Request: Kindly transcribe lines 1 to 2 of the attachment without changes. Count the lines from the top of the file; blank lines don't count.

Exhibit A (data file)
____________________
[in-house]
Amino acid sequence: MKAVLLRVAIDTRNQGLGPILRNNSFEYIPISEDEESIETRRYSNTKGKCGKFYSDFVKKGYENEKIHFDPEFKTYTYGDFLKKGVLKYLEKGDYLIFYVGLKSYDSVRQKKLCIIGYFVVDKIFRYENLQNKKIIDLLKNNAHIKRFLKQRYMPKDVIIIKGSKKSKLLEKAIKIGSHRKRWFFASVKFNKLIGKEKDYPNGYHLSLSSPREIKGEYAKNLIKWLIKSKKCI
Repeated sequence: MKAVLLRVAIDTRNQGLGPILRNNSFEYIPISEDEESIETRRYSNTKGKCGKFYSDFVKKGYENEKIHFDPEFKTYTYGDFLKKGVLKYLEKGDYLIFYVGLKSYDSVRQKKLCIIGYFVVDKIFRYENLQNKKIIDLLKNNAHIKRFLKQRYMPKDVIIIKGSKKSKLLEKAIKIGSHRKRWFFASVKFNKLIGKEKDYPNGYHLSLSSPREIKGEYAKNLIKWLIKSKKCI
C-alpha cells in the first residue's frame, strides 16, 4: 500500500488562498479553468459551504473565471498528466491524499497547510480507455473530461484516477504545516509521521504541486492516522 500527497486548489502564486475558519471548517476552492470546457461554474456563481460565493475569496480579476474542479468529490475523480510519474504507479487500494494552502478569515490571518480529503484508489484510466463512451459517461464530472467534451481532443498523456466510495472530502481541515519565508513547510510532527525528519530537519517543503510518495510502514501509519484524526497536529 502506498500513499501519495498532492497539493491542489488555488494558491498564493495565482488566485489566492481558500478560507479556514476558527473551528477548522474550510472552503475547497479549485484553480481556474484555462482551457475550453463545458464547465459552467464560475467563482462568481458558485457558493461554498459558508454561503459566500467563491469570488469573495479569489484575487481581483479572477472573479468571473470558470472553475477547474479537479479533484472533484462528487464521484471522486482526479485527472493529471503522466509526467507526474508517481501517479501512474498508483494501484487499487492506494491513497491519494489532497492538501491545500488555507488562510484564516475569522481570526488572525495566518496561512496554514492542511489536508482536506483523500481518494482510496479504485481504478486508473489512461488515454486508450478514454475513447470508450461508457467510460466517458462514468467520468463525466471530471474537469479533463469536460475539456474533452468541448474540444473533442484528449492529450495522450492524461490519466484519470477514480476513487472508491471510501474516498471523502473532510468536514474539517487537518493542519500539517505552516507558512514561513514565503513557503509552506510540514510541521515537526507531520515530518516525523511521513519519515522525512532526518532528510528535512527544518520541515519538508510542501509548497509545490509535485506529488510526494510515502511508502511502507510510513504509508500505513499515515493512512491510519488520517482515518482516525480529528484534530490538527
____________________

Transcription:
[in-house]
Amino acid sequence: MKAVLLRVAIDTRNQGLGPILRNNSFEYIPISEDEESIETRRYSNTKGKCGKFYSDFVKKGYENEKIHFDPEFKTYTYGDFLKKGVLKYLEKGDYLIFYVGLKSYDSVRQKKLCIIGYFVVDKIFRYENLQNKKIIDLLKNNAHIKRFLKQRYMPKDVIIIKGSKKSKLLEKAIKIGSHRKRWFFASVKFNKLIGKEKDYPNGYHLSLSSPREIKGEYAKNLIKWLIKSKKCI